More finely ground coffee has a larger surface area and will extract more quickly into hot water. This means your coffee will contain a higher concentration of dissolved coffee bean material, which increases its strength.
However, over extracting will cause coffee’s most bitter and unpleasant flavors to dissolve, which will make your coffee taste bad. This is why you want to stay between the 18-22% extraction yield.
Increase your coffee ratio
You can increase the amount of dissolved coffee in your cup by increasing the percentage of beans you use per water. We recommend a 1:15 coffee-to-water ratio for pour overs, but many people suggest up to a 1:17 ratio as well.
Do some experimentation to see what ratio works best for your particular coffee and taste preferences.
Increase your brew temperature
199-205°F (93-96°C) is the optimal brew temperature for pour rover coffee. The hotter the water, the more quickly extraction will occur. So you can increase the strength of your pour over coffee by brewing with hotter water.
We recommend buying a gooseneck kettle with a built-in temperature gauge. This allows you to brew coffee to a specific temperature based on your prefered pour over recipe.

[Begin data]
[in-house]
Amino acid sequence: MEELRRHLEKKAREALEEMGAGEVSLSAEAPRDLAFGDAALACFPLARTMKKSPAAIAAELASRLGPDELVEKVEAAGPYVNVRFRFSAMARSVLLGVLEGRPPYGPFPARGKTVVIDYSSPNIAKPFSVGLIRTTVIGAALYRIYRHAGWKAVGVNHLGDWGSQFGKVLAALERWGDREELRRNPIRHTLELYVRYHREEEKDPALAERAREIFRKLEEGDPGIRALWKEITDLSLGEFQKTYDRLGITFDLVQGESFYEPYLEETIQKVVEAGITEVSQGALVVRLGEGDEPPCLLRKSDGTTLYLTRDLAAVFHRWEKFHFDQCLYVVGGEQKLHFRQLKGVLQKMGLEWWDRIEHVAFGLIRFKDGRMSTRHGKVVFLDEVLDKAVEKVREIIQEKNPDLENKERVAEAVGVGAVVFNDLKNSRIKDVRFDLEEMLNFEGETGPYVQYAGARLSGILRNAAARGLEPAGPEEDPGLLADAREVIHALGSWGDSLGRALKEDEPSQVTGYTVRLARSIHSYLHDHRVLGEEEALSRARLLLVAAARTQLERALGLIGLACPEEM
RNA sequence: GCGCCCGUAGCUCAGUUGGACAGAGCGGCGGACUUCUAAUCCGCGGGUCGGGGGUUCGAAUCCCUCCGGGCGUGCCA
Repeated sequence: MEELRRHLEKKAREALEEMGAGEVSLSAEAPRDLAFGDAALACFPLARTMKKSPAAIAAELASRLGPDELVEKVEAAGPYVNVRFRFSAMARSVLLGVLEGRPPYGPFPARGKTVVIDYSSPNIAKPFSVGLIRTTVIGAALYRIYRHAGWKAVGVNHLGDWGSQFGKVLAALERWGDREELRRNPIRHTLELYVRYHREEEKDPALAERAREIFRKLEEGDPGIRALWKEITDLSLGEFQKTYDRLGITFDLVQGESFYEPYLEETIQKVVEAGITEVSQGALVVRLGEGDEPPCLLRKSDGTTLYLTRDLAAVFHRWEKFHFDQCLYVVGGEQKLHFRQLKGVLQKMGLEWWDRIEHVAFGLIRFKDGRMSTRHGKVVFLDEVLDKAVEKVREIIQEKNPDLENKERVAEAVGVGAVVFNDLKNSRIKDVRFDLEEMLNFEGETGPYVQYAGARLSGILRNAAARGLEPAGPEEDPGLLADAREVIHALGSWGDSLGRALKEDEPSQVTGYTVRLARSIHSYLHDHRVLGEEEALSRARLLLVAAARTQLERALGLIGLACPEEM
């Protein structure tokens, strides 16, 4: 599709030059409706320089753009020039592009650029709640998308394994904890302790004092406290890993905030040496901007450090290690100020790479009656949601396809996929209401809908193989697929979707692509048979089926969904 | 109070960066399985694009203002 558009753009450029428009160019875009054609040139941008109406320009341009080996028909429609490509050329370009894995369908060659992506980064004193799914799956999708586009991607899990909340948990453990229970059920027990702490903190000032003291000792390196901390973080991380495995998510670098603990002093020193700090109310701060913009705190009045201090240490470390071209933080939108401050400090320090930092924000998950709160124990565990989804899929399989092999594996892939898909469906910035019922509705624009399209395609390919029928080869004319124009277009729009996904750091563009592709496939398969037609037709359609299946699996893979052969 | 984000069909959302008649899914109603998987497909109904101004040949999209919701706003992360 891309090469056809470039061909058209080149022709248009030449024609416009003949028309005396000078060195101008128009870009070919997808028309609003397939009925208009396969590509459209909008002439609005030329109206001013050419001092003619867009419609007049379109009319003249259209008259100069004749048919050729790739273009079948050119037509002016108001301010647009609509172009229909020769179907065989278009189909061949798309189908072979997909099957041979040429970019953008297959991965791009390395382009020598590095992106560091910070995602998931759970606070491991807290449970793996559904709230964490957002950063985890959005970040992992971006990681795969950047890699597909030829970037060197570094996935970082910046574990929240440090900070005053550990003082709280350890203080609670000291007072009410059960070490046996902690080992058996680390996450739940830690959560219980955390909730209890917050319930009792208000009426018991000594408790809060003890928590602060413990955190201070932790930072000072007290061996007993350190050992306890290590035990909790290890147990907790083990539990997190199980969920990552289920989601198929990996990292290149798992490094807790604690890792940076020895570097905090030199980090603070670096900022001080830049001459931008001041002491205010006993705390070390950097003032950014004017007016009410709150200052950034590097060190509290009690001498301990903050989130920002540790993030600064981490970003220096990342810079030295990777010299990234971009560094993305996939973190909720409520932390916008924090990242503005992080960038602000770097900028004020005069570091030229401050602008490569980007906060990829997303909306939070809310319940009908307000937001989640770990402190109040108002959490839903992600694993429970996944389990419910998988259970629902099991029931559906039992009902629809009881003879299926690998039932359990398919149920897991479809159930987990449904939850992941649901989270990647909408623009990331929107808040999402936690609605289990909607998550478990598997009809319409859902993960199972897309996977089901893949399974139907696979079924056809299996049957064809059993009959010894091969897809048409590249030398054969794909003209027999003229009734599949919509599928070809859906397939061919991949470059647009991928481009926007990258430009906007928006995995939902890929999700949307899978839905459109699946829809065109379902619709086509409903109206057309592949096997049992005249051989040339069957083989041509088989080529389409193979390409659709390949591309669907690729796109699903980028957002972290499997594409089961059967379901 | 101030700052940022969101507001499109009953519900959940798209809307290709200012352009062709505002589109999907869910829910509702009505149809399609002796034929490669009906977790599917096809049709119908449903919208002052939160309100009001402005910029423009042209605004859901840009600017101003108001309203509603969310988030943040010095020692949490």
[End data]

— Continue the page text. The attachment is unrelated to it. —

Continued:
Get a consistent grind with with a burr grinder
A uniform grind size will extract more evenly and will allow you to dial in your pour over brew process. This is because the surface area of each granule is the same and will be extracted at the same rate. Otherwise, some grains will over extract and taste bitter while others will under extract and taste sour.
A uniform grind size is crucial in brewing consistently great tasting pour over coffee. This is achieved with a burr grinder.
A consistent grind size will not increase the strength of your pour over by itself. But it’s a crucial factor for you to control so that you can understand what is causing your pour over to taste weak in the first place.
Make sure you are doing a bloom